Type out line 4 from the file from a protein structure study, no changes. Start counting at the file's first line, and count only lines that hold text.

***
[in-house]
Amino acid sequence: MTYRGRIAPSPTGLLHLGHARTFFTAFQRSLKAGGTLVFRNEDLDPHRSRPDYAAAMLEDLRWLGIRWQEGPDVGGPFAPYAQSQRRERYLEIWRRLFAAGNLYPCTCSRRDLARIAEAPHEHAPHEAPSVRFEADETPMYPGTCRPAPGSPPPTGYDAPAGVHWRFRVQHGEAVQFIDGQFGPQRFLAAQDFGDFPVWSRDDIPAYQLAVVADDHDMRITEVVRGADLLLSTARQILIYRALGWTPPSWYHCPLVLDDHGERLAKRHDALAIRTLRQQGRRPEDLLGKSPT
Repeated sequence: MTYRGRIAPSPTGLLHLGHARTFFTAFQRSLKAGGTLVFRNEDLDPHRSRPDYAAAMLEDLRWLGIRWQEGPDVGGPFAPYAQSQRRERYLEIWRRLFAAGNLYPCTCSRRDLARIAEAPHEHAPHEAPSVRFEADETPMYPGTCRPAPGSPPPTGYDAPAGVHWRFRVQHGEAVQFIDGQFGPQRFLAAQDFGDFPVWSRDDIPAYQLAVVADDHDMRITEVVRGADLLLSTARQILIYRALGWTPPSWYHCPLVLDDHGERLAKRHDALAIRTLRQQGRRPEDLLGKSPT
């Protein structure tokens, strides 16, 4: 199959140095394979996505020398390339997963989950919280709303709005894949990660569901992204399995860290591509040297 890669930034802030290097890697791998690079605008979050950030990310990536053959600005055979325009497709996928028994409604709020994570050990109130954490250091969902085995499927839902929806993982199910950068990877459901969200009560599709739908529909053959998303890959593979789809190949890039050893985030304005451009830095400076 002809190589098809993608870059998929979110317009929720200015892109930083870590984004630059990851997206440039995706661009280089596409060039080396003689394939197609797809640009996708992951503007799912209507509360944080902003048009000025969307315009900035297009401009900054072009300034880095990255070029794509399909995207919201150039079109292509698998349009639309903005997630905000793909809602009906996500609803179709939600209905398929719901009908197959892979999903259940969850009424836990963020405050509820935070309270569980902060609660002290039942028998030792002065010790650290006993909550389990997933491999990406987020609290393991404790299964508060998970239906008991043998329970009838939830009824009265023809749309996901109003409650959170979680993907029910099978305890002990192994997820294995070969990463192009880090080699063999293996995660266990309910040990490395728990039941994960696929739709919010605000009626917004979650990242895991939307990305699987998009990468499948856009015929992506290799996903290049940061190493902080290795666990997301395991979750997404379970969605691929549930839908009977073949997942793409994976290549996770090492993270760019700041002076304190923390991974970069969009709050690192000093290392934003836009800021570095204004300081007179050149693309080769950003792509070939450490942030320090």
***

């Protein structure tokens, strides 16, 4: 199959140095394979996505020398390339997963989950919280709303709005894949990660569901992204399995860290591509040297 890669930034802030290097890697791998690079605008979050950030990310990536053959600005055979325009497709996928028994409604709020994570050990109130954490250091969902085995499927839902929806993982199910950068990877459901969200009560599709739908529909053959998303890959593979789809190949890039050893985030304005451009830095400076 002809190589098809993608870059998929979110317009929720200015892109930083870590984004630059990851997206440039995706661009280089596409060039080396003689394939197609797809640009996708992951503007799912209507509360944080902003048009000025969307315009900035297009401009900054072009300034880095990255070029794509399909995207919201150039079109292509698998349009639309903005997630905000793909809602009906996500609803179709939600209905398929719901009908197959892979999903259940969850009424836990963020405050509820935070309270569980902060609660002290039942028998030792002065010790650290006993909550389990997933491999990406987020609290393991404790299964508060998970239906008991043998329970009838939830009824009265023809749309996901109003409650959170979680993907029910099978305890002990192994997820294995070969990463192009880090080699063999293996995660266990309910040990490395728990039941994960696929739709919010605000009626917004979650990242895991939307990305699987998009990468499948856009015929992506290799996903290049940061190493902080290795666990997301395991979750997404379970969605691929549930839908009977073949997942793409994976290549996770090492993270760019700041002076304190923390991974970069969009709050690192000093290392934003836009800021570095204004300081007179050149693309080769950003792509070939450490942030320090």